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Dear COA Family,

In our contemporary living, we are often urged to make our opinions known. If not, others will ignore us or, worse still, trample over our rights. Even from young, children are trained in schools to speak up to promote themselves and make themselves heard.

Yet the bible teaches us that silence at the right times is crucial. So, when is it better to keep quiet?

1. When you are about to be caught in a trap by what you say

One day as Jesus was teaching the people in the temple courts and proclaiming the good news, the chief priests and the teachers of the law, together with the elders, came up to him.
“Tell us by what authority you are doing these things,” they said. “Who gave you this authority?”
He replied, “I will also ask you a question. Tell me: John’s baptism—was it from heaven, or of human origin?”
They discussed it among themselves and said, “If we say, ‘From heaven,’ he will ask, ‘Why didn’t you believe him?’ But if we say, ‘Of human origin,’ all the people will stone us, because they are persuaded that John was a prophet.”
So they answered, “We don’t know where it was from.”
Jesus said, “Neither will I tell you by what authority I am doing these things.”
 (Luke 20:1-8)

Jesus knew that his authority from the Father was obvious. His teachings and miracles displayed God’s hand on him. There was no need to defend his ministry. He also knew that any answer he gave would be twisted by his enemies. If he claimed that his authority was from God, he would be accused of pride and blasphemy. If he claimed that it was not, he would be lying. So, he chose instead to stay silent.

2. When you will be ridiculed for whatever you say

When Herod saw Jesus, he was greatly pleased, because for a long time he had been wanting to see him. From what he had heard about him, he hoped to see him perform a sign of some sort. He plied him with many questions, but Jesus gave him no answer. The chief priests and the teachers of the law were standing there, vehemently accusing him. Then Herod and his soldiers ridiculed and mocked him. (Luke 23:8-11)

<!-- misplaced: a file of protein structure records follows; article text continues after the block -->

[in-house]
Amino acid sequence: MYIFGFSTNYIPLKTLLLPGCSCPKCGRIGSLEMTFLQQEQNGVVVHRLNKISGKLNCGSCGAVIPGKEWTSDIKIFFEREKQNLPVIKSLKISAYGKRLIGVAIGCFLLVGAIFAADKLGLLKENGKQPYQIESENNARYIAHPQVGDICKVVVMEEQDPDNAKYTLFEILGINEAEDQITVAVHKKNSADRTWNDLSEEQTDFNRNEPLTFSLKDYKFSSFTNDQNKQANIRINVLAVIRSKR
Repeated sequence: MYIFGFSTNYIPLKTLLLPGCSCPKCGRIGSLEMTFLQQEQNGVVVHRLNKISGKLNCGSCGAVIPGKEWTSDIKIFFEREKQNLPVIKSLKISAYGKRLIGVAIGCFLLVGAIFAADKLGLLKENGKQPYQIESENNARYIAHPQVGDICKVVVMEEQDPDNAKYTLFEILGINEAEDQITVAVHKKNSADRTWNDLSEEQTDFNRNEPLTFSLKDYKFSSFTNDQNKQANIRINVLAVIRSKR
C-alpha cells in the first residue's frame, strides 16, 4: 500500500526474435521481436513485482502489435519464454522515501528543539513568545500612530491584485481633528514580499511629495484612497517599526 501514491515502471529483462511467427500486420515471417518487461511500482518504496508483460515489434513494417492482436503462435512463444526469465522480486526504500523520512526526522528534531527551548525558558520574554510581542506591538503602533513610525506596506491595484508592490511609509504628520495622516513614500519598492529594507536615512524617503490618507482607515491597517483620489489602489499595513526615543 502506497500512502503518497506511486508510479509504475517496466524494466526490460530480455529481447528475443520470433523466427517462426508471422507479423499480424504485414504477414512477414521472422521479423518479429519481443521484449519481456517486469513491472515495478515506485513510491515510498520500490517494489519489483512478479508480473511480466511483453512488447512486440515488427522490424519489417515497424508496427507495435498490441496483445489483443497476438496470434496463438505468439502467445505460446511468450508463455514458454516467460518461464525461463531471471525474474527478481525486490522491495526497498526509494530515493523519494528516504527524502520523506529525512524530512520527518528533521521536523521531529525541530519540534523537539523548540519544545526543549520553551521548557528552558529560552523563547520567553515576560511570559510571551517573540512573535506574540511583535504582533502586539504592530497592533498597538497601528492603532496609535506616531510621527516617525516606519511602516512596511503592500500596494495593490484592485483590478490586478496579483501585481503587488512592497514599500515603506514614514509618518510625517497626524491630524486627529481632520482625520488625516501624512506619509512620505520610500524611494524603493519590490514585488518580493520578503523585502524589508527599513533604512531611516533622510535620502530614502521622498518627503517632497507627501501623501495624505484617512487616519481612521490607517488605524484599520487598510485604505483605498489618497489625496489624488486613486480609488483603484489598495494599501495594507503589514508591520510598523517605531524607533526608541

At this point, there is no use giving any verbal answers to fight for your rights. Instead, it is best for you to put your trust in God to protect you and defend you in the midst of fierce onslaughts. And God is able to establish you and make you stand before your accusers.

3. When you are before Almighty God (or someone with greater authority)

Do not be quick with your mouth, do not be hasty in your heart to utter anything before God. God is in heaven and you are on earth, so let your words be few. (Ecclesiastes 5:2)

In this situation, it is better to hear God’s word than to speak. You will learn more from listening than spewing out what you know out of your limited understanding.

Ultimately, the bible teaches us that if we keep silent at the right time, it is the wisest thing to do.

The one who has knowledge uses words with restraint, and whoever has understanding is even-tempered. Even fools are thought wise if they keep silent, and discerning if they hold their tongues. (Proverbs 17:27-28)

May we live in God’s wisdom for this coming week!

Revd Ian